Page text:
Wednesday, December 14, 2016

Kansas-built Boeing plane featured on aviation license plate

SNOHOMISH — There will be no bombers on the backs of Buicks.

Instead, a vintage biplane that was built in Kansas would be depicted on a proposed specialty license plate to support aviation programs in Washington state.

A sample of the proposed plate uses an image of the Stearman Kaydet. The image is cut from a photo, taken in 1944 in a cloud-filled Kansas sky, and superimposed on an image of Mount Rainier. The words “Celebrate Aviation” run along the bottom of the plate.

The Stearman Kaydet was used primarily as a military trainer for novice pilots in the U.S. Army and Navy through World War II. Later, the Kaydet added civilian roles, like crop dusting. Many of the biplanes still were flying in the early 1990s.

“We wanted something that transitioned from all sides — general aviation, military, commercial,” said John Dobson, vice president of the Washington State Aviation Alliance, a key partner in the license plate effort. “Everybody used (the Stearman) at one time or another.”

It’s also technically a Boeing plane. Stearman Aircraft Co. was acquired by a Boeing holding company in 1929 and became a division of Boeing in 1938. Its founder attended the University of Washington.

For alliance members, the choice of the Kaydet reflects their mission to unite the different wings of aviation interests.

“The only thing it doesn’t have is it doesn’t have seaplane floats on it,” Dobson noted.

The aviation alliance, now a nonprofit based in Snohomish, traces the roots of its own history to 2010, when different aviation groups came to Olympia to lobby against a proposed aircraft excise tax. The tax was defeated.

Realizing they could have a greater impact by speaking with one voice, the nonprofit effort took flight and was formalized in 2015, becoming an increasingly active voice in Olympia. It held its first full membership meeting in March in Bellevue.

“We speak with one voice,” Dobson said.

Awareness, safety top list

Washington has 138 public airports. Snohomish County is home to six of them: Arlington Municipal, Darrington Municipal, First Air Field in Monroe, Harvey Field in Snohomish, Sky Harbor in Sultan, and Snohomish County Paine Field in Everett.

“Most people don’t really understand small general aviation and the amount of money it generates for the community,” Dobson said.

In 2012, public airports statewide generated more than $50 billion in total economic activity, according to the Washington State Department of Transportation’s Aviation Division. The WSDOT agency is the proposed plate’s official sponsor.

Some of the proceeds of the specialty license plate, should it move forward, would go to raising awareness of that impact. Money also would help prepare airports to better withstand as well as respond to emergencies, such as earthquakes, and improve public access.

In all, $28 of the $40 one-time fee would support aviation-related efforts.

It’s too early to say what specific improvements would be made or which airports would see money, said Kandace Harvey, owner of Snohomish’s Harvey Field. Harvey represents the Washington Airport Management Association with the aviation alliance.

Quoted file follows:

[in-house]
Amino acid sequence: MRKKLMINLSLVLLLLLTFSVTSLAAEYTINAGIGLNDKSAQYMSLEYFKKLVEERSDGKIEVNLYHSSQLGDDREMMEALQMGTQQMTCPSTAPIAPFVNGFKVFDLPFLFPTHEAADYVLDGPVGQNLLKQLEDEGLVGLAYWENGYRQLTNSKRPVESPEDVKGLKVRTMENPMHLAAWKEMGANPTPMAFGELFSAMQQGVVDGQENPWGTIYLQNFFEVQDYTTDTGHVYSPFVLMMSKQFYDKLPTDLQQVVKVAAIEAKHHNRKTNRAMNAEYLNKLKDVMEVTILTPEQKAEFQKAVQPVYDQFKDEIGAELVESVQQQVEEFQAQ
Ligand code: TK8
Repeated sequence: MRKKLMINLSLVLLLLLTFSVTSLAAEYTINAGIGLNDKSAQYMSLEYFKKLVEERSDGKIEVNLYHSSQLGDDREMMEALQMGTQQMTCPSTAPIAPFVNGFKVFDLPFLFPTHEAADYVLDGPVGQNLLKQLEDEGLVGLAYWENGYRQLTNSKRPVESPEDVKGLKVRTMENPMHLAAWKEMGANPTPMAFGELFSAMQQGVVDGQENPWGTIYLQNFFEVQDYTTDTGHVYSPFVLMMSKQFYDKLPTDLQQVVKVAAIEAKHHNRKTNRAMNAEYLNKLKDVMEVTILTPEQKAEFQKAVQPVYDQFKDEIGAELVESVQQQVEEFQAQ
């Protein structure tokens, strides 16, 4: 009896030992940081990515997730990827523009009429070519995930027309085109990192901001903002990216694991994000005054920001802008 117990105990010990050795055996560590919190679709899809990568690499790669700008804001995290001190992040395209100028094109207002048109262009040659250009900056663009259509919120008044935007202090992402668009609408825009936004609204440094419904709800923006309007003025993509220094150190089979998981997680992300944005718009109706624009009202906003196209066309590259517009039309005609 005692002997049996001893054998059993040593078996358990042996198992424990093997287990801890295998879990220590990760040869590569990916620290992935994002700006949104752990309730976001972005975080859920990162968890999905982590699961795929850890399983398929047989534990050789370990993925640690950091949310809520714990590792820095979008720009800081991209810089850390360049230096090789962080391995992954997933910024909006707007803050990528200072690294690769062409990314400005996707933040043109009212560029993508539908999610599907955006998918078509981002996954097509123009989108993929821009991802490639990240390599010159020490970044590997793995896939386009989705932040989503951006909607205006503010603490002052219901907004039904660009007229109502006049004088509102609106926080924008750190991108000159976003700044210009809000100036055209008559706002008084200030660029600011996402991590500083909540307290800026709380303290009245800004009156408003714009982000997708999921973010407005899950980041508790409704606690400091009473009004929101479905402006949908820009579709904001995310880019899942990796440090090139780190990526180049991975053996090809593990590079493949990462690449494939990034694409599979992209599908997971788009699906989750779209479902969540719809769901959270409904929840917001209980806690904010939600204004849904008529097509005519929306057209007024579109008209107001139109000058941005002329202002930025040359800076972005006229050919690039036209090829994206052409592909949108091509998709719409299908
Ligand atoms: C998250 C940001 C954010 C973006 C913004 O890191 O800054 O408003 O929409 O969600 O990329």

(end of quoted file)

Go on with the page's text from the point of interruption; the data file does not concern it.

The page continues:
“Safety and security improvements on airports are always number one priorities,” Harvey said. Education is another opportunity, she said. “Much more than flying takes place on an airport.”

The aviation alliance likely would play a key role in deciding what gets funded through the WSDOT-managed fund. Harvey said they would focus primarily on programs that aren’t eligible for federal aid.

Plate already popular

The Stearman is a widely admired plane, though some have wondered about placing a Kansas-built aircraft on a Washington state plate.

All of the Kaydet series airplanes were built in Wichita, Boeing historian Michael Lombardi said. The specific aircraft featured on the proposed plate is a Boeing N2S-5, a U.S. Navy version of the U.S. Army PT-13D Kaydet trainer.

When WSDOT approached him for the photo, Lombardi said he let them know it was built in Kansas.

“I do like the Kaydet; it is a Boeing airplane after all. But I would have suggested one of the famous Boeing planes built here in Washington,” Lombardi said. “My first choice would be the B-17 Flying Fortress, but any of our commercial jets would be good representatives, especially the 707, 737 or 747.”

Aviation alliance members briefly considered putting a Piper Cub on the plate, said Dobson, the vice president.

“The Cub was another one we always thought about. But the Cub is really a specific (general aviation) trainer. (The Kaydet) had much broader appeal,” Dobson said. “It really was a unanimous choice. It was just the only plane to go with.”

Regardless, an online survey to gather signatures in support of the plate shows there’s plenty of love for the proposal. Within 10 days, the group had gathered 4,000 signatures of support. Hundreds more have come in since then.

The proposal needed 3,500 signatures to be considered by the Legislature.

Organizers still seek people to sign the petition to bolster the plate’s chances. Signatures will be gathered until the end of the year.

If approved by lawmakers, the plate would be available to purchase in summer 2017.

Would you buy it?

Proponents seek more signatures on a petition supporting the proposed aviation license plate at


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